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Responding to Biological Exposures

Do you work with cell lines, human or animal blood or bodily fluids, viral vectors, recombinant/synthetic nucleic acids, biological toxins, or live pathogens? Accidental exposure to one of these can be a scary thing. Recognizing the hazards associated with your work and following best safety practices can prevent many incidents, but not all of them. Just make sure that the first time you read this GBP is before an accident happens. 

To prevent accidents, be proactive and think things through. Identify risky procedures in advance so you can take steps to prevent exposures, such as wearing eye protection or using safety sharps. If you have a “near miss” (for example, you almost drop a culture bottle because it is not secured in a rack, or you almost stick yourself with a needle because it was not secured safely) that could happen again, tell your supervisor and try to fix it.

Before Performing First Aid

  • Remember that time is of the essence – Do not wait to wash out your wound or seek follow up attention. If you manage to inoculate yourself with a pathogen, the incubation period could be short and the window to receive effective treatment or therapies could be even shorter.

  • Stay calm and act fast to minimize potential harm to yourself or others.

First Aid for a Percutaneous Injury

In the event of a percutaneous (through the skin) injury involving biohazardous material, immediately:

  • Wash the site immediately and thoroughly with soap and water (without scrubbing). Do not use harsh detergents or abrasive scrubbing on wounds. This can just exacerbate the injury or introduce new hazards into the body (chemicals, etc.).

  • Do not suck the site with your mouth. You could be contaminating your mouth and digestive tract with the material you are trying to remove from the wound.
  • Follow the “After Performing First Aid” steps below

 First Aid for a Mucous Membrane Exposure

In the event of an exposure to the mucous membranes (eyes, nose, mouth) involving biohazardous material, immediately:

  • Flush the affected areas immediately and thoroughly with water. Use an eyewash if available and keep your eyelids open. Do not use harsh detergents or abrasive scrubbing on wounds. This can just exacerbate the injury or introduce new hazards into the body (chemicals, etc.).

  • Follow the “After Performing First Aid” steps below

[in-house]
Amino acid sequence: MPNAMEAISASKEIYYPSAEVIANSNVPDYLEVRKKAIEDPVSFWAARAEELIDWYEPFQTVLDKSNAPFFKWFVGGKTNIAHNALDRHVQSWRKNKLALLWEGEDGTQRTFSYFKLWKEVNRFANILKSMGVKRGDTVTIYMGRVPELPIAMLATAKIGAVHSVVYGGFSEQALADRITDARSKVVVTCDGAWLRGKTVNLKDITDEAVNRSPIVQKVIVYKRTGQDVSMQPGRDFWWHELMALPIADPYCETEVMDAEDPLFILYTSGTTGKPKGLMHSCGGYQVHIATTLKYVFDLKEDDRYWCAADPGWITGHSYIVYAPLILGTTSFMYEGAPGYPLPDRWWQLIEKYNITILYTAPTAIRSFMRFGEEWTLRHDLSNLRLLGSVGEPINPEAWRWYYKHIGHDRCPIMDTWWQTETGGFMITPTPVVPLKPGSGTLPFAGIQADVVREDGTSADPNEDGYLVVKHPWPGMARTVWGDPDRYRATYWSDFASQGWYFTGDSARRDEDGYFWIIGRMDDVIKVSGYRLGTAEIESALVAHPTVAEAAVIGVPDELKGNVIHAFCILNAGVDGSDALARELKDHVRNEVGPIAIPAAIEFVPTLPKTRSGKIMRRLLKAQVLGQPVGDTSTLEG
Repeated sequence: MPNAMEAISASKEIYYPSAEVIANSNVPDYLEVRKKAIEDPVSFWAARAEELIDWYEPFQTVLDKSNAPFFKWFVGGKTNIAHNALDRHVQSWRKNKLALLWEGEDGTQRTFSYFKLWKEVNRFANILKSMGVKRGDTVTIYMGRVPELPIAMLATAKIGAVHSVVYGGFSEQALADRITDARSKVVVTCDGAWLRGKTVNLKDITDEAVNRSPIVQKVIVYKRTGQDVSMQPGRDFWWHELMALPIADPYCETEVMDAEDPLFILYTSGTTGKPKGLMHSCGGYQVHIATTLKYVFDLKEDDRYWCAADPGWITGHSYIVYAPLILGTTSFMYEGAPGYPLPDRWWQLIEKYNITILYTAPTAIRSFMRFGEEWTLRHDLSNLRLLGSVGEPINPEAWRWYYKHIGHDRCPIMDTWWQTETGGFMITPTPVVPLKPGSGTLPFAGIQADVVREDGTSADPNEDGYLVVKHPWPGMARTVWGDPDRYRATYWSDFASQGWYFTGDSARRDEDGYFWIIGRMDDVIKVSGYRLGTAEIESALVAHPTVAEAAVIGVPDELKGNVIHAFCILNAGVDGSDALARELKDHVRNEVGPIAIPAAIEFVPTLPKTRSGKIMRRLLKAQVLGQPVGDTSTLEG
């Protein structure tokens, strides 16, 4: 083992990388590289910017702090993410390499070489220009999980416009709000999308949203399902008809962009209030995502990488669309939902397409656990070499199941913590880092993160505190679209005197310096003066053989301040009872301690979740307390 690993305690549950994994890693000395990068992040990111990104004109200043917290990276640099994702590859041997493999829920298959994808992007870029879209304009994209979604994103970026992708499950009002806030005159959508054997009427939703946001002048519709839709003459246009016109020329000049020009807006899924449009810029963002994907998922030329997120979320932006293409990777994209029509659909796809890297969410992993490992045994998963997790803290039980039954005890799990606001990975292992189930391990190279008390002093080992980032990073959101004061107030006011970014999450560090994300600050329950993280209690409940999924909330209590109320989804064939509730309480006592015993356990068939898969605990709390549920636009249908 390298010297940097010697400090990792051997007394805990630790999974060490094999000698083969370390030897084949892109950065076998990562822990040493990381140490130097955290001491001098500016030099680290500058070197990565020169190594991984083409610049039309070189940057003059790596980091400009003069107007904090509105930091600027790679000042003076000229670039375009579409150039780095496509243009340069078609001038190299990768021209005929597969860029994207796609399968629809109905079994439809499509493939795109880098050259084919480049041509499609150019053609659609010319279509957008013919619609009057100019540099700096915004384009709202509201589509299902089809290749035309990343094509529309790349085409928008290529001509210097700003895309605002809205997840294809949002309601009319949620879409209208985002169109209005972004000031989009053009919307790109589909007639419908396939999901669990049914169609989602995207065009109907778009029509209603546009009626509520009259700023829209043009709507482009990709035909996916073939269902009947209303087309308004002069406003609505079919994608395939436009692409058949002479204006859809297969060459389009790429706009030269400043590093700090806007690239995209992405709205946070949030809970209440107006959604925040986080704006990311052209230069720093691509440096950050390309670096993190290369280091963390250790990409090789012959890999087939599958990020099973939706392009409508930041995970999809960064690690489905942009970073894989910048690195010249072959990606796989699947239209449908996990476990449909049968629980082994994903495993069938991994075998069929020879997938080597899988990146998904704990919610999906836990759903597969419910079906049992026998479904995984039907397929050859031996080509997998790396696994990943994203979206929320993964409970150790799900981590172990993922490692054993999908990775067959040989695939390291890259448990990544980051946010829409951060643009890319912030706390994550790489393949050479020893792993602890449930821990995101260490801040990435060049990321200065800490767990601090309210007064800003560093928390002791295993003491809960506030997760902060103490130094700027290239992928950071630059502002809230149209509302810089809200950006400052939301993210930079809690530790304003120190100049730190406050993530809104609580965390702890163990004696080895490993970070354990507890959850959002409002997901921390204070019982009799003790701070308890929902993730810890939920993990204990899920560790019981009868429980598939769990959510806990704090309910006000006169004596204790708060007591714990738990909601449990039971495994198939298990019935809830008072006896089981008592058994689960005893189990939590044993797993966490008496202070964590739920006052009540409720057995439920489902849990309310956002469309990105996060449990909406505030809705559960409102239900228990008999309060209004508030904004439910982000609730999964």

After Performing First Aid

  • Report the incident immediately to your supervisor. Don’t keep your exposure a secret or wait “a day or two” to say something. This inevitably will do more harm than good. 

  • Seek medical evaluation
    • For students, seek medical attention at Cornell Health or local primary care provider.
    • For faculty and staff, seek medical evaluation with a primary care provider. Cornell Health does not see employees for post-exposure care. 
  • Report the details of your exposure event through the Cornell University Injury/Illness/Exposure Reporting system as soon as you can (preferably within 24 hours). This is your official documentation that the incident happened, and allows EHS to come and work with you to minimize any further incidents in your lab or elsewhere. Further, there may be additional reporting requirements, such as to the NIH, depending on the type of exposure involved. You will not get in trouble with EHS if you submit an accident report, and you will help others who may learn from your experience.

Important Phone Numbers:

In cases of emergency, including those listed above, keep these numbers handy:

  • Dial 911 from the lab or 607-255-1111 from your cell phone if you think this is something you can’t/shouldn’t handle alone. Notify a lab mate and your supervisor as soon as you can…don’t be afraid to ask for help.

  • Cornell Health Occupational Medicine 607-255-6960 Please notify Cornell Health the next business day (after receiving medical evaluation) so that they can help follow up with any related response activities.
  • EHS 607-255-8200 if you have non-emergency questions. Do not call EHS if you are having an emergency.

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